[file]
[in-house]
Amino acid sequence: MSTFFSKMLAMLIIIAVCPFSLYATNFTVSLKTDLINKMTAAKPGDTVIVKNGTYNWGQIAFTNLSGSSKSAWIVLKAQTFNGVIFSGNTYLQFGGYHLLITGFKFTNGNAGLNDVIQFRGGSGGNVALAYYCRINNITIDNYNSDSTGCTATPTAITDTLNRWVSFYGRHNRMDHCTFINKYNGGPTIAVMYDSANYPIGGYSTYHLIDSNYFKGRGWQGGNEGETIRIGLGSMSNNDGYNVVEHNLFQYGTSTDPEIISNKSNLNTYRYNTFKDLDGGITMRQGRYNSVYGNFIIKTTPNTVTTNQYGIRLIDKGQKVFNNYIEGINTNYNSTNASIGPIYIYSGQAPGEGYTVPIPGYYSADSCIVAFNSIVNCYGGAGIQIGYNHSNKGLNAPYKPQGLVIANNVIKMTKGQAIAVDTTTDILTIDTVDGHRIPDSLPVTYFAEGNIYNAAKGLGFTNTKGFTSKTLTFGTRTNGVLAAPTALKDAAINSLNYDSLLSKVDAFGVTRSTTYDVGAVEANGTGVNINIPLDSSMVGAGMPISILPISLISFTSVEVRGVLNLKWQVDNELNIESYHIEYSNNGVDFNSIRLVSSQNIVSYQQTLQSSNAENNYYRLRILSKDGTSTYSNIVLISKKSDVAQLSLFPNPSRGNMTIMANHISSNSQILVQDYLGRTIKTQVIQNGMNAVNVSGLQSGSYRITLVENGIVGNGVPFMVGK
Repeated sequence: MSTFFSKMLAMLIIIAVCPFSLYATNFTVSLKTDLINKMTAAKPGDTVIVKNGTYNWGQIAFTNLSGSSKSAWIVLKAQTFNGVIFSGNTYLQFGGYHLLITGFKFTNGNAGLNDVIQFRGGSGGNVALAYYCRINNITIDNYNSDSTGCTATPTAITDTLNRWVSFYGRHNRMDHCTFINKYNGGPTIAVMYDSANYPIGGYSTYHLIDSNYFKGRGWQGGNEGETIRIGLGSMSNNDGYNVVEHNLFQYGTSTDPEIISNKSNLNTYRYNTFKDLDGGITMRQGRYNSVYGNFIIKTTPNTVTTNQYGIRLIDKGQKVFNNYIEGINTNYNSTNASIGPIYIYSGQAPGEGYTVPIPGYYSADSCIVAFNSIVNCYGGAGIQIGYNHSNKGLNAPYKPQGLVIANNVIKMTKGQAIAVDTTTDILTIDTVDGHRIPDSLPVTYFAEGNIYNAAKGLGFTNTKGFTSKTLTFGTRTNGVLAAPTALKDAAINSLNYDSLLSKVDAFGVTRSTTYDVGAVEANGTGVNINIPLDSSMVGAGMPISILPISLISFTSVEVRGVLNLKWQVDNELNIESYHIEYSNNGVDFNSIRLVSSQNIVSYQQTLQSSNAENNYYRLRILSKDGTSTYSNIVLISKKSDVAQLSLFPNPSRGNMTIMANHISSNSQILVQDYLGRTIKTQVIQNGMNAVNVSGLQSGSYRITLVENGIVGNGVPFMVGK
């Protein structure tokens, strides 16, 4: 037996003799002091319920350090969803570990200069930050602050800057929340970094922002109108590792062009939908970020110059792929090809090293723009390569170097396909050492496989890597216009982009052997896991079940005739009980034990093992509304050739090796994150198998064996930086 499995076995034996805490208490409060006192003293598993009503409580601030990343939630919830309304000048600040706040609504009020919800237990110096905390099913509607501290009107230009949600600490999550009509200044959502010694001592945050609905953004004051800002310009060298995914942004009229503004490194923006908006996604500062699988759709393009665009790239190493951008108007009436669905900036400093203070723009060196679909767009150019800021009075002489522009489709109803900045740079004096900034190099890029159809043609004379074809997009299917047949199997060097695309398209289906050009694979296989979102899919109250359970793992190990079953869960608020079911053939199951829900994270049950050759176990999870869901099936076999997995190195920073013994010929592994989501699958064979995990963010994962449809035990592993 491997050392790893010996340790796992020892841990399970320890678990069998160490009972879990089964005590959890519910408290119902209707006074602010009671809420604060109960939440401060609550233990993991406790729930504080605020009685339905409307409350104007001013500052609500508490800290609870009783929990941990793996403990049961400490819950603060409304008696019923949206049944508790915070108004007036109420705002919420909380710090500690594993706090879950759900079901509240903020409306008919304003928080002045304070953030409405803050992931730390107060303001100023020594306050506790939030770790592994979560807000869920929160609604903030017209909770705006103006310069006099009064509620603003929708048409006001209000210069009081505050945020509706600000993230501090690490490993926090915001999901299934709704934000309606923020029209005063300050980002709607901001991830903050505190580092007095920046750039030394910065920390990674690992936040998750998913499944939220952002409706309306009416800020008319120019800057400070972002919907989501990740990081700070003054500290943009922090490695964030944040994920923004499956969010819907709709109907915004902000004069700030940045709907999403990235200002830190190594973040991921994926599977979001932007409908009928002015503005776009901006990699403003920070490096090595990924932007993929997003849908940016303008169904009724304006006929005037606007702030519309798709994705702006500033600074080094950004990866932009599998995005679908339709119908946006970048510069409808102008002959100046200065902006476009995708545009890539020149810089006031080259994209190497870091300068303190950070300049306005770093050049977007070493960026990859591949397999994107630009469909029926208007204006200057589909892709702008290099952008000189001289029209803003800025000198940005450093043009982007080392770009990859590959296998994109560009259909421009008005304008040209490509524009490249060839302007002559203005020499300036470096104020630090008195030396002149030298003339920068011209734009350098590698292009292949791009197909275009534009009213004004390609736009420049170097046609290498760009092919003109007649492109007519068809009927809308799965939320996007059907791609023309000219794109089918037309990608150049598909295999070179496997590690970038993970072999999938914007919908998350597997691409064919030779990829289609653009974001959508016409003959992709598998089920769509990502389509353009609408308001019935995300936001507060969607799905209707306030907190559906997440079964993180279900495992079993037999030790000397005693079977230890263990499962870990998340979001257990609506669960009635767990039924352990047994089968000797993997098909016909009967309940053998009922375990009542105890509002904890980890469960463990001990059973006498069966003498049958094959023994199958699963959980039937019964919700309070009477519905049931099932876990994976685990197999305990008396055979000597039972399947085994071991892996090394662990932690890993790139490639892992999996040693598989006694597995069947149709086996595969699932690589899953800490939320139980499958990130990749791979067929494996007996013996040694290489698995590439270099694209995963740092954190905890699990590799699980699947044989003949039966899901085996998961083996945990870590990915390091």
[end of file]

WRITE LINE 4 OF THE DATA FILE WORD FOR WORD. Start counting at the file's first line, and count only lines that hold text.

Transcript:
């Protein structure tokens, strides 16, 4: 037996003799002091319920350090969803570990200069930050602050800057929340970094922002109108590792062009939908970020110059792929090809090293723009390569170097396909050492496989890597216009982009052997896991079940005739009980034990093992509304050739090796994150198998064996930086 499995076995034996805490208490409060006192003293598993009503409580601030990343939630919830309304000048600040706040609504009020919800237990110096905390099913509607501290009107230009949600600490999550009509200044959502010694001592945050609905953004004051800002310009060298995914942004009229503004490194923006908006996604500062699988759709393009665009790239190493951008108007009436669905900036400093203070723009060196679909767009150019800021009075002489522009489709109803900045740079004096900034190099890029159809043609004379074809997009299917047949199997060097695309398209289906050009694979296989979102899919109250359970793992190990079953869960608020079911053939199951829900994270049950050759176990999870869901099936076999997995190195920073013994010929592994989501699958064979995990963010994962449809035990592993 491997050392790893010996340790796992020892841990399970320890678990069998160490009972879990089964005590959890519910408290119902209707006074602010009671809420604060109960939440401060609550233990993991406790729930504080605020009685339905409307409350104007001013500052609500508490800290609870009783929990941990793996403990049961400490819950603060409304008696019923949206049944508790915070108004007036109420705002919420909380710090500690594993706090879950759900079901509240903020409306008919304003928080002045304070953030409405803050992931730390107060303001100023020594306050506790939030770790592994979560807000869920929160609604903030017209909770705006103006310069006099009064509620603003929708048409006001209000210069009081505050945020509706600000993230501090690490490993926090915001999901299934709704934000309606923020029209005063300050980002709607901001991830903050505190580092007095920046750039030394910065920390990674690992936040998750998913499944939220952002409706309306009416800020008319120019800057400070972002919907989501990740990081700070003054500290943009922090490695964030944040994920923004499956969010819907709709109907915004902000004069700030940045709907999403990235200002830190190594973040991921994926599977979001932007409908009928002015503005776009901006990699403003920070490096090595990924932007993929997003849908940016303008169904009724304006006929005037606007702030519309798709994705702006500033600074080094950004990866932009599998995005679908339709119908946006970048510069409808102008002959100046200065902006476009995708545009890539020149810089006031080259994209190497870091300068303190950070300049306005770093050049977007070493960026990859591949397999994107630009469909029926208007204006200057589909892709702008290099952008000189001289029209803003800025000198940005450093043009982007080392770009990859590959296998994109560009259909421009008005304008040209490509524009490249060839302007002559203005020499300036470096104020630090008195030396002149030298003339920068011209734009350098590698292009292949791009197909275009534009009213004004390609736009420049170097046609290498760009092919003109007649492109007519068809009927809308799965939320996007059907791609023309000219794109089918037309990608150049598909295999070179496997590690970038993970072999999938914007919908998350597997691409064919030779990829289609653009974001959508016409003959992709598998089920769509990502389509353009609408308001019935995300936001507060969607799905209707306030907190559906997440079964993180279900495992079993037999030790000397005693079977230890263990499962870990998340979001257990609506669960009635767990039924352990047994089968000797993997098909016909009967309940053998009922375990009542105890509002904890980890469960463990001990059973006498069966003498049958094959023994199958699963959980039937019964919700309070009477519905049931099932876990994976685990197999305990008396055979000597039972399947085994071991892996090394662990932690890993790139490639892992999996040693598989006694597995069947149709086996595969699932690589899953800490939320139980499958990130990749791979067929494996007996013996040694290489698995590439270099694209995963740092954190905890699990590799699980699947044989003949039966899901085996998961083996945990870590990915390091």